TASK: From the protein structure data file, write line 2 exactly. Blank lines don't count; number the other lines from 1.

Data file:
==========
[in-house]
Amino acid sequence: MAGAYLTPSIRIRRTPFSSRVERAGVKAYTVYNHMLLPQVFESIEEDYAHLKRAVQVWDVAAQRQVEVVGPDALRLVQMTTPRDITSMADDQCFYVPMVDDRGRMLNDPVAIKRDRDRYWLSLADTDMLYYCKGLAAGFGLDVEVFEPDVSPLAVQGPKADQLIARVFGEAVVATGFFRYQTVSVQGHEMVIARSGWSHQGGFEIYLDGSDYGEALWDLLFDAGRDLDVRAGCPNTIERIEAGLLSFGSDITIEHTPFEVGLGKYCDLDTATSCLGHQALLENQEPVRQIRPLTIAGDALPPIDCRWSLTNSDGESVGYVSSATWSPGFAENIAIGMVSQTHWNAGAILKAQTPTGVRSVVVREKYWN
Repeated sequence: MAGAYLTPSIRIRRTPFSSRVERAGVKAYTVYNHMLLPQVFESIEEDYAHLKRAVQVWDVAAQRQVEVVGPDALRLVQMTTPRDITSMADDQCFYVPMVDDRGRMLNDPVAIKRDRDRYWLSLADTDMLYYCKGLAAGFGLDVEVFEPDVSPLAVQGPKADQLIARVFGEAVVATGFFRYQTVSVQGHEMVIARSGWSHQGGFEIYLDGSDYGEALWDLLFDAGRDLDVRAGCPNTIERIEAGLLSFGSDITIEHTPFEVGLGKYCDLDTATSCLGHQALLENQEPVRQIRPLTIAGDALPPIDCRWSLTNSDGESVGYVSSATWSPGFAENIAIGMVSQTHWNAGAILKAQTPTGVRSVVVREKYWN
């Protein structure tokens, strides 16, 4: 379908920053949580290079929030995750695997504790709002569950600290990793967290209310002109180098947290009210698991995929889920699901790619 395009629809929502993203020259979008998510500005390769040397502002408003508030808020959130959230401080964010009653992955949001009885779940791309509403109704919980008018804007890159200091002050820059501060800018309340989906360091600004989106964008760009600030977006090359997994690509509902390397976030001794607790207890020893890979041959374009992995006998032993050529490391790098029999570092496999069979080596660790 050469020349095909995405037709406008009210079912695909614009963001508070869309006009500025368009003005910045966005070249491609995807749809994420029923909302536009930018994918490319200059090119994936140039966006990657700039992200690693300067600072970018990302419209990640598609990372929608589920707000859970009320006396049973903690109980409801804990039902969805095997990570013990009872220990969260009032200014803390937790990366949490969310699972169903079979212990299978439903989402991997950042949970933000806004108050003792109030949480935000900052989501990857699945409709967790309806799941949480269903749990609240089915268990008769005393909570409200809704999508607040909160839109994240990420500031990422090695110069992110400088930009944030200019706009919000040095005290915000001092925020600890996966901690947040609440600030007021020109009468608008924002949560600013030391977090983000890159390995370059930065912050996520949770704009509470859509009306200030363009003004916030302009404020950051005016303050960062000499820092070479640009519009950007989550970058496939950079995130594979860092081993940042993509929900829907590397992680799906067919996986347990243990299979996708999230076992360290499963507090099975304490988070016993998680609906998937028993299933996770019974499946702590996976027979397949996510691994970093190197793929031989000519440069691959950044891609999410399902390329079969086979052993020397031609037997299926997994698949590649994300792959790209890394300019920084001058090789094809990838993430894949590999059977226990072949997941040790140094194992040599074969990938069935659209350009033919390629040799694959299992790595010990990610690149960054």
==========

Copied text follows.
Amino acid sequence: MAGAYLTPSIRIRRTPFSSRVERAGVKAYTVYNHMLLPQVFESIEEDYAHLKRAVQVWDVAAQRQVEVVGPDALRLVQMTTPRDITSMADDQCFYVPMVDDRGRMLNDPVAIKRDRDRYWLSLADTDMLYYCKGLAAGFGLDVEVFEPDVSPLAVQGPKADQLIARVFGEAVVATGFFRYQTVSVQGHEMVIARSGWSHQGGFEIYLDGSDYGEALWDLLFDAGRDLDVRAGCPNTIERIEAGLLSFGSDITIEHTPFEVGLGKYCDLDTATSCLGHQALLENQEPVRQIRPLTIAGDALPPIDCRWSLTNSDGESVGYVSSATWSPGFAENIAIGMVSQTHWNAGAILKAQTPTGVRSVVVREKYWN